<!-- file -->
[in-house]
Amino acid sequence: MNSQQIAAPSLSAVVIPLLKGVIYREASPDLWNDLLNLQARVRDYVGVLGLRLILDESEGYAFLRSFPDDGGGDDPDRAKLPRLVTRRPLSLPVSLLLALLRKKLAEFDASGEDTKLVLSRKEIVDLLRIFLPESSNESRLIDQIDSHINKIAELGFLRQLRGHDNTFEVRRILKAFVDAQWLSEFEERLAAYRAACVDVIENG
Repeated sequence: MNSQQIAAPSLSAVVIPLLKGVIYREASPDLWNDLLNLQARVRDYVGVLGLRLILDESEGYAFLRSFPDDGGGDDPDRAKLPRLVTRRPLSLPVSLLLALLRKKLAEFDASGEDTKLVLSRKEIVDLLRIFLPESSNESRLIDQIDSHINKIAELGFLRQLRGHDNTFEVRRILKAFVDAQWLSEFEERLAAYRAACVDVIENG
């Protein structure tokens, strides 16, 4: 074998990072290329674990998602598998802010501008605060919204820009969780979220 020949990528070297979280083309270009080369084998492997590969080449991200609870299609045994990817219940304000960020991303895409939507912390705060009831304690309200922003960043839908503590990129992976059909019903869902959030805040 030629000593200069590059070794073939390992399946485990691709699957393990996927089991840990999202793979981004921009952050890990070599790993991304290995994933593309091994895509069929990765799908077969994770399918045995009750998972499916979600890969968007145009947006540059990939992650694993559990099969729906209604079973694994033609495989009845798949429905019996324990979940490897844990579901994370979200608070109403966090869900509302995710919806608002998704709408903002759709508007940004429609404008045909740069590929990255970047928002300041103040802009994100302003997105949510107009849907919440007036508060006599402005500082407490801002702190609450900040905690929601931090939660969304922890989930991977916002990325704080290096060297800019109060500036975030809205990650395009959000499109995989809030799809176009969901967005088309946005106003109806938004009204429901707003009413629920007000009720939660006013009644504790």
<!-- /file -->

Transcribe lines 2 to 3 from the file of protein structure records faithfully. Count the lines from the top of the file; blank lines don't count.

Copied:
Amino acid sequence: MNSQQIAAPSLSAVVIPLLKGVIYREASPDLWNDLLNLQARVRDYVGVLGLRLILDESEGYAFLRSFPDDGGGDDPDRAKLPRLVTRRPLSLPVSLLLALLRKKLAEFDASGEDTKLVLSRKEIVDLLRIFLPESSNESRLIDQIDSHINKIAELGFLRQLRGHDNTFEVRRILKAFVDAQWLSEFEERLAAYRAACVDVIENG
Repeated sequence: MNSQQIAAPSLSAVVIPLLKGVIYREASPDLWNDLLNLQARVRDYVGVLGLRLILDESEGYAFLRSFPDDGGGDDPDRAKLPRLVTRRPLSLPVSLLLALLRKKLAEFDASGEDTKLVLSRKEIVDLLRIFLPESSNESRLIDQIDSHINKIAELGFLRQLRGHDNTFEVRRILKAFVDAQWLSEFEERLAAYRAACVDVIENG